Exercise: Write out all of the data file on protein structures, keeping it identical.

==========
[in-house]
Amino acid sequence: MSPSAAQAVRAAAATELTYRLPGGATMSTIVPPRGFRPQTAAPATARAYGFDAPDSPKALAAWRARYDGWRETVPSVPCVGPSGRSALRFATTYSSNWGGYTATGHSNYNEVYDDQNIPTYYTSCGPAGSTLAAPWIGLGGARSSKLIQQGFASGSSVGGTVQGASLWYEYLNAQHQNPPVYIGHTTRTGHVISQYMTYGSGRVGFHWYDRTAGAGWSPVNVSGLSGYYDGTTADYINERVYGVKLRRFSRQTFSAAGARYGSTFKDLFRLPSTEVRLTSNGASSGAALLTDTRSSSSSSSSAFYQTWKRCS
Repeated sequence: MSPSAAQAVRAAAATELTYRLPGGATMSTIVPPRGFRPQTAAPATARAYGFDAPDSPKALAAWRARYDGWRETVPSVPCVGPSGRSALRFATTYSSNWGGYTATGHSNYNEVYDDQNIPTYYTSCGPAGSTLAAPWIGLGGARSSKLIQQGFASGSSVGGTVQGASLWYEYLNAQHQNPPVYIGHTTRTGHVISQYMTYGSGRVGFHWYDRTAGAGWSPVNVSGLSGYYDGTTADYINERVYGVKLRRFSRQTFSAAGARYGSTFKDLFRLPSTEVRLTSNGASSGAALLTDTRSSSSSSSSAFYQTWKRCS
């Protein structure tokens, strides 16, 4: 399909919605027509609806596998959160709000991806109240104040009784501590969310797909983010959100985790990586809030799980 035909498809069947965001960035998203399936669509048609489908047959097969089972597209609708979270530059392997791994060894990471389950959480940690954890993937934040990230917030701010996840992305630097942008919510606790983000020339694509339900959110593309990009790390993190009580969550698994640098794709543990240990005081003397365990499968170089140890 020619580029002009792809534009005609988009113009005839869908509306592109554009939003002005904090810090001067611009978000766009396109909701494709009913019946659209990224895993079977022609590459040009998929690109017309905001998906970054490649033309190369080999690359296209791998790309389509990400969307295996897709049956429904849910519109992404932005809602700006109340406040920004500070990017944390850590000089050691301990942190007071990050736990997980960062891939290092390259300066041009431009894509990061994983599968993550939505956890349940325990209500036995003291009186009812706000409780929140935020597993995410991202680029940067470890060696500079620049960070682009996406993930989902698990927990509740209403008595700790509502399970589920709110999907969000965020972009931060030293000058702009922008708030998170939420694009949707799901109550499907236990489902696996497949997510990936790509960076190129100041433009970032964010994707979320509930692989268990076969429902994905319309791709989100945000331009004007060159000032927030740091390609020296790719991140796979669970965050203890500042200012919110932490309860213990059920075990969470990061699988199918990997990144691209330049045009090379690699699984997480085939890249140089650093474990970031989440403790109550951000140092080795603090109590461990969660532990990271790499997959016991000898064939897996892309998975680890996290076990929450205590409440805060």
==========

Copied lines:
[in-house]
Amino acid sequence: MSPSAAQAVRAAAATELTYRLPGGATMSTIVPPRGFRPQTAAPATARAYGFDAPDSPKALAAWRARYDGWRETVPSVPCVGPSGRSALRFATTYSSNWGGYTATGHSNYNEVYDDQNIPTYYTSCGPAGSTLAAPWIGLGGARSSKLIQQGFASGSSVGGTVQGASLWYEYLNAQHQNPPVYIGHTTRTGHVISQYMTYGSGRVGFHWYDRTAGAGWSPVNVSGLSGYYDGTTADYINERVYGVKLRRFSRQTFSAAGARYGSTFKDLFRLPSTEVRLTSNGASSGAALLTDTRSSSSSSSSAFYQTWKRCS
Repeated sequence: MSPSAAQAVRAAAATELTYRLPGGATMSTIVPPRGFRPQTAAPATARAYGFDAPDSPKALAAWRARYDGWRETVPSVPCVGPSGRSALRFATTYSSNWGGYTATGHSNYNEVYDDQNIPTYYTSCGPAGSTLAAPWIGLGGARSSKLIQQGFASGSSVGGTVQGASLWYEYLNAQHQNPPVYIGHTTRTGHVISQYMTYGSGRVGFHWYDRTAGAGWSPVNVSGLSGYYDGTTADYINERVYGVKLRRFSRQTFSAAGARYGSTFKDLFRLPSTEVRLTSNGASSGAALLTDTRSSSSSSSSAFYQTWKRCS
């Protein structure tokens, strides 16, 4: 399909919605027509609806596998959160709000991806109240104040009784501590969310797909983010959100985790990586809030799980 035909498809069947965001960035998203399936669509048609489908047959097969089972597209609708979270530059392997791994060894990471389950959480940690954890993937934040990230917030701010996840992305630097942008919510606790983000020339694509339900959110593309990009790390993190009580969550698994640098794709543990240990005081003397365990499968170089140890 020619580029002009792809534009005609988009113009005839869908509306592109554009939003002005904090810090001067611009978000766009396109909701494709009913019946659209990224895993079977022609590459040009998929690109017309905001998906970054490649033309190369080999690359296209791998790309389509990400969307295996897709049956429904849910519109992404932005809602700006109340406040920004500070990017944390850590000089050691301990942190007071990050736990997980960062891939290092390259300066041009431009894509990061994983599968993550939505956890349940325990209500036995003291009186009812706000409780929140935020597993995410991202680029940067470890060696500079620049960070682009996406993930989902698990927990509740209403008595700790509502399970589920709110999907969000965020972009931060030293000058702009922008708030998170939420694009949707799901109550499907236990489902696996497949997510990936790509960076190129100041433009970032964010994707979320509930692989268990076969429902994905319309791709989100945000331009004007060159000032927030740091390609020296790719991140796979669970965050203890500042200012919110932490309860213990059920075990969470990061699988199918990997990144691209330049045009090379690699699984997480085939890249140089650093474990970031989440403790109550951000140092080795603090109590461990969660532990990271790499997959016991000898064939897996892309998975680890996290076990929450205590409440805060």